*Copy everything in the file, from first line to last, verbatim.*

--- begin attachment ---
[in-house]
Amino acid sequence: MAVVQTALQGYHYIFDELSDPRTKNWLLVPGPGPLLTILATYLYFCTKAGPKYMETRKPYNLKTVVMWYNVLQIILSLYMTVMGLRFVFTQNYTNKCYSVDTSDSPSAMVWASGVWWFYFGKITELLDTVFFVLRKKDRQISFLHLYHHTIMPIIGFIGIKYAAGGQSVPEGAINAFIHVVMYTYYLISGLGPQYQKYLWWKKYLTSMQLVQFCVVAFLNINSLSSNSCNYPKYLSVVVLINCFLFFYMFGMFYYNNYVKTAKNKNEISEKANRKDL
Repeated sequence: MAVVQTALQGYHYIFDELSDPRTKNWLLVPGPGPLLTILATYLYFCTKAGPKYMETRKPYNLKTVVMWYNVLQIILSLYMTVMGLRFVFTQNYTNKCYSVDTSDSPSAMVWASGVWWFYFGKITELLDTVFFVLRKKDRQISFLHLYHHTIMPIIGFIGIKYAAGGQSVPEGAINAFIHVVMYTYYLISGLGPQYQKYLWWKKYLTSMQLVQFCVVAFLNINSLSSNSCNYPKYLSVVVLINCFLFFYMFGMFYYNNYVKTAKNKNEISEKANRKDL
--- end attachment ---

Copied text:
[in-house]
Amino acid sequence: MAVVQTALQGYHYIFDELSDPRTKNWLLVPGPGPLLTILATYLYFCTKAGPKYMETRKPYNLKTVVMWYNVLQIILSLYMTVMGLRFVFTQNYTNKCYSVDTSDSPSAMVWASGVWWFYFGKITELLDTVFFVLRKKDRQISFLHLYHHTIMPIIGFIGIKYAAGGQSVPEGAINAFIHVVMYTYYLISGLGPQYQKYLWWKKYLTSMQLVQFCVVAFLNINSLSSNSCNYPKYLSVVVLINCFLFFYMFGMFYYNNYVKTAKNKNEISEKANRKDL
Repeated sequence: MAVVQTALQGYHYIFDELSDPRTKNWLLVPGPGPLLTILATYLYFCTKAGPKYMETRKPYNLKTVVMWYNVLQIILSLYMTVMGLRFVFTQNYTNKCYSVDTSDSPSAMVWASGVWWFYFGKITELLDTVFFVLRKKDRQISFLHLYHHTIMPIIGFIGIKYAAGGQSVPEGAINAFIHVVMYTYYLISGLGPQYQKYLWWKKYLTSMQLVQFCVVAFLNINSLSSNSCNYPKYLSVVVLINCFLFFYMFGMFYYNNYVKTAKNKNEISEKANRKDL